The Chinese Re-Connection
by INVESTORS BUSINESS DAILY | Posted Friday, October 26, 2007 4:20 PM PT
National Security: Bill Clinton was the best president the People’s Republic of China ever had. His wife may be even better. Beijing, hungry for more technology transfers, is betting on it.
IBD Series: To China With Love: The Clinton Legacy
It’s no coincidence that Sen. Hillary Clinton’s autobiography, “Living History,” is the most popular foreign political memoir in Chinese history. The state-owned publisher of the Chinese translation of her book has printed hundreds of thousands of copies (after censoring passing references to dissident Harry Wu) and stocked them in bookstore windows from Beijing to Shanghai.
It’s also no coincidence that Chinese bagmen are lining up immigrants in Chinatowns from New York to San Francisco to donate cash to Hillary’s campaign. Many have never voted. Some aren’t citizens and couldn’t vote if they wanted to. Most are dishwashers, waiters and garment workers who don’t even have the means to give the thousands they’re giving. And an alarming number say they’ve been pressured by shady Chinese “businessmen” to help fill Hillary’s campaign war chest.
Command fundraisers are breaking out all over the Chinese community. It’s plain that Sen. Clinton is China’s candidate. It’s time to ask why that is. What is the attraction? What does Beijing want? What has she promised?
Is Hillary, as some suspect, a Manchurian candidate loyal to foreign and unseen donors rather than American voters? Can she be trusted with U.S. security?
With polls showing Clinton bounding ahead of the Democratic field, while nosing out even top GOP hopefuls for the White House, voters must take these questions seriously. We plan to drill down on them in a series of editorials.
It’s instructive to revisit the special relationship the Chinese had with the last Clinton administration, especially in view of how the former president plans to act as an “international emissary” for his wife.
Bill Clinton called it a “strategic partnership.” He argued that cozying up to — or as he called it, “engaging” — the communist Chinese was in America’s best interest. But while Clinton was engaging them, an engagement that included inviting them into our defense labs and dismantling export controls, Beijing:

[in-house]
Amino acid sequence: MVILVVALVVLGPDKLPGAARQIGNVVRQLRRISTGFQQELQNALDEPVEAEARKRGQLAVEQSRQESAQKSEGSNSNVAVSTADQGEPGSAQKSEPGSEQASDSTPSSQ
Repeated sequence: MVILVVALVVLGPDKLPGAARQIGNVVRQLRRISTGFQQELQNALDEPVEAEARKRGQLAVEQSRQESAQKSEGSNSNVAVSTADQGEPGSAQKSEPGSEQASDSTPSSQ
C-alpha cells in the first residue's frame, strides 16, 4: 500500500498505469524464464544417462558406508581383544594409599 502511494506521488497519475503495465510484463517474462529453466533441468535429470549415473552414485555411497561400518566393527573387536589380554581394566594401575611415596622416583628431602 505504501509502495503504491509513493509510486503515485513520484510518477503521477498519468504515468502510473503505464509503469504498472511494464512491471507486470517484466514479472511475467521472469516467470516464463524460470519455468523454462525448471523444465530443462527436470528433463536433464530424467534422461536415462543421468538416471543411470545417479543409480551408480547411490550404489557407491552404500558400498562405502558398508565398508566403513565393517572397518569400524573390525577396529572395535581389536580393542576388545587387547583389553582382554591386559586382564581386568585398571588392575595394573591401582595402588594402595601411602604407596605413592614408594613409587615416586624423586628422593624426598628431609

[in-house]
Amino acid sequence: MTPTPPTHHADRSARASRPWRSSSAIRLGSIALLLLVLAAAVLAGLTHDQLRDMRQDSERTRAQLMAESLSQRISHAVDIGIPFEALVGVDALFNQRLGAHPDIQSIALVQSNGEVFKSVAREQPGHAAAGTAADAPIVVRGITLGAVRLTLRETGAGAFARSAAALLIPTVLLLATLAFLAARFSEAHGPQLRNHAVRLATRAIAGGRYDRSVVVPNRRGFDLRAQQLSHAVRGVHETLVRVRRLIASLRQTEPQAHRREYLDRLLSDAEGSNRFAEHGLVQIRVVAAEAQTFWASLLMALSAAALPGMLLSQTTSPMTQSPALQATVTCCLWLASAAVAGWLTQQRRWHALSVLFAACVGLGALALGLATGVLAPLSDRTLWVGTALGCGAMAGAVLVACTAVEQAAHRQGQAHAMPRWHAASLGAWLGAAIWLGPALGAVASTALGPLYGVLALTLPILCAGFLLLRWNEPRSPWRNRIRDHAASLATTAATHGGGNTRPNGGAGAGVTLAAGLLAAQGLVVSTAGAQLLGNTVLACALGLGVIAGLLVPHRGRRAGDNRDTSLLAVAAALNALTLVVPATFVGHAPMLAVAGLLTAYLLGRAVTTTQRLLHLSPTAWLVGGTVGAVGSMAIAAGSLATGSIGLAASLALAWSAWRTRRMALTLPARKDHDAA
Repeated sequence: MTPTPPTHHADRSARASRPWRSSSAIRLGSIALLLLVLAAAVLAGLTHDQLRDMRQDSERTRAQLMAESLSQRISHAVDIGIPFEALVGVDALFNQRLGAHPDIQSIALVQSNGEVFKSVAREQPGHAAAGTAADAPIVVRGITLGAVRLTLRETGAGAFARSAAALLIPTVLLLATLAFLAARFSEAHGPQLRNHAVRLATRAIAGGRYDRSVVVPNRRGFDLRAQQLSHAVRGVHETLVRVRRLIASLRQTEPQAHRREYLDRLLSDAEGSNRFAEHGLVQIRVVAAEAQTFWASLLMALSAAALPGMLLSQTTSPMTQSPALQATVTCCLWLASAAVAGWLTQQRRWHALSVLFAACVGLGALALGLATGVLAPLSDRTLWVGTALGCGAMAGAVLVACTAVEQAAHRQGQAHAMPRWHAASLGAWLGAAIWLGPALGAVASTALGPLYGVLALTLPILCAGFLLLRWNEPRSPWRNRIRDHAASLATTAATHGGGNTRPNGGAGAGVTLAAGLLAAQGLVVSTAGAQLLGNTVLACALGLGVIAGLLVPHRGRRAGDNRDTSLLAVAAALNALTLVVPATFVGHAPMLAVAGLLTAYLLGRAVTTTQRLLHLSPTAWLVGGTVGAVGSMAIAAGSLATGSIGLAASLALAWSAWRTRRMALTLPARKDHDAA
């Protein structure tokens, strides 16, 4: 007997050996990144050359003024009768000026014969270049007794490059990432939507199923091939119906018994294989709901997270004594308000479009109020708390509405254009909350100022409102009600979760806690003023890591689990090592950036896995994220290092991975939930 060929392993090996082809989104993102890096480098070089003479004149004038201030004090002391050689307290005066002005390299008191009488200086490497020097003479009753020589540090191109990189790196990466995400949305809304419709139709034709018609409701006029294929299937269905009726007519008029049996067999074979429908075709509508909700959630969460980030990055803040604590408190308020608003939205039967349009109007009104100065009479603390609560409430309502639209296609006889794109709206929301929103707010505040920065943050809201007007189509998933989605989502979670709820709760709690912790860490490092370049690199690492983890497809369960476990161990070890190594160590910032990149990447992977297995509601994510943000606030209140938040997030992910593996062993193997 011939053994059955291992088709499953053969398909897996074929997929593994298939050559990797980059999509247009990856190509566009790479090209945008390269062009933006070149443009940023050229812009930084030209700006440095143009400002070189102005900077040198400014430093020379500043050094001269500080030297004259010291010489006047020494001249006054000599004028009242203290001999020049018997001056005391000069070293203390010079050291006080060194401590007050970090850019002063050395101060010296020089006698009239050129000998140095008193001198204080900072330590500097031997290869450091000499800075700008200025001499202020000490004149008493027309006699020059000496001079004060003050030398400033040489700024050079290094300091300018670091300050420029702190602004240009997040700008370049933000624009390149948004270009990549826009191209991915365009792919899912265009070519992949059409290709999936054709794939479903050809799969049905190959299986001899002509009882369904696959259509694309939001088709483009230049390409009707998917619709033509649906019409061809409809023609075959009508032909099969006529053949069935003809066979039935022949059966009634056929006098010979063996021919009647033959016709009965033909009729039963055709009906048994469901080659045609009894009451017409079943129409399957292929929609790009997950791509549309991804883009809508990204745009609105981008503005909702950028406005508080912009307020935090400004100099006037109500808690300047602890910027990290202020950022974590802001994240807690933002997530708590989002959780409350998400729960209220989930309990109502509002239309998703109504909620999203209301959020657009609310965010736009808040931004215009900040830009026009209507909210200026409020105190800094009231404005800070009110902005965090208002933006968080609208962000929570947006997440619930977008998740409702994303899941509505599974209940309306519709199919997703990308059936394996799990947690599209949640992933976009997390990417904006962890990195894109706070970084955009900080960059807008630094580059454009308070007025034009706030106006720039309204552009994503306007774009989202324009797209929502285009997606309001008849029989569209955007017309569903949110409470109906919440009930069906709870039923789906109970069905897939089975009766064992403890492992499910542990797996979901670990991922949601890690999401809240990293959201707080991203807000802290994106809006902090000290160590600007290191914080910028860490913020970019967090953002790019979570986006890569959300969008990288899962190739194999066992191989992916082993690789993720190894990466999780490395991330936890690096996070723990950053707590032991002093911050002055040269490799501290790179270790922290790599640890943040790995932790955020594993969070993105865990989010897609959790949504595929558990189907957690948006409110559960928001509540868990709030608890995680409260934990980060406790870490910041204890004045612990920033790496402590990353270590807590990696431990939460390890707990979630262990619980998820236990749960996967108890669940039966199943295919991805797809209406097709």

• Managed to steal secrets to every nuclear warhead deployed in the U.S. arsenal.
• Deployed for the first time an entire force of CSS-4 ICBMs that target the continental U.S., from L.A. to New York and everything in between.
• Declared the U.S. enemy No. 1 in its military writings.
• Bought Russian destroyers armed with missiles designed to kill U.S. carriers.
• Built up its missile batteries across the Taiwan Strait.
• Infiltrated the CIA and FBI with spies.
The Chinese espionage that occurred on Clinton’s watch was unprecedented, and analysts still don’t know how deep Chinese moles penetrated our security complex.
The FBI warned President Clinton that the People’s Republic of China was running a massive intelligence operation against the U.S. government, which included a plan to influence the 1996 election.
Clinton looked the other way. In fact, there’s evidence he facilitated it by throttling the prosecution of Chinese spy cases and covering up probes into Chinese funny money that poured into his campaign.
As soon as Clinton took office, he implemented a policy of “denuclearization.” That included ending nuclear testing, kicking open the defense labs to Chinese and other foreign scientists, and declassifying hundreds of documents related to our nuclear program.
Clinton also deregulated export of sensitive dual-use technology such as supercomputers and rocket guidance systems. And Beijing gleefully took advantage of the dovish changes, sharpening the reliability of the missiles it has aimed at the U.S. and Taiwan.
Clinton’s open-door “engagement policy” amounted to rank appeasement of a communist state with hegemonic military ambitions. Will Hillary carry on the tradition? Will she, too, hold a high-tech fire sale for the Chinese? One thing is for sure, Beijing and its bagmen are betting on it — big time.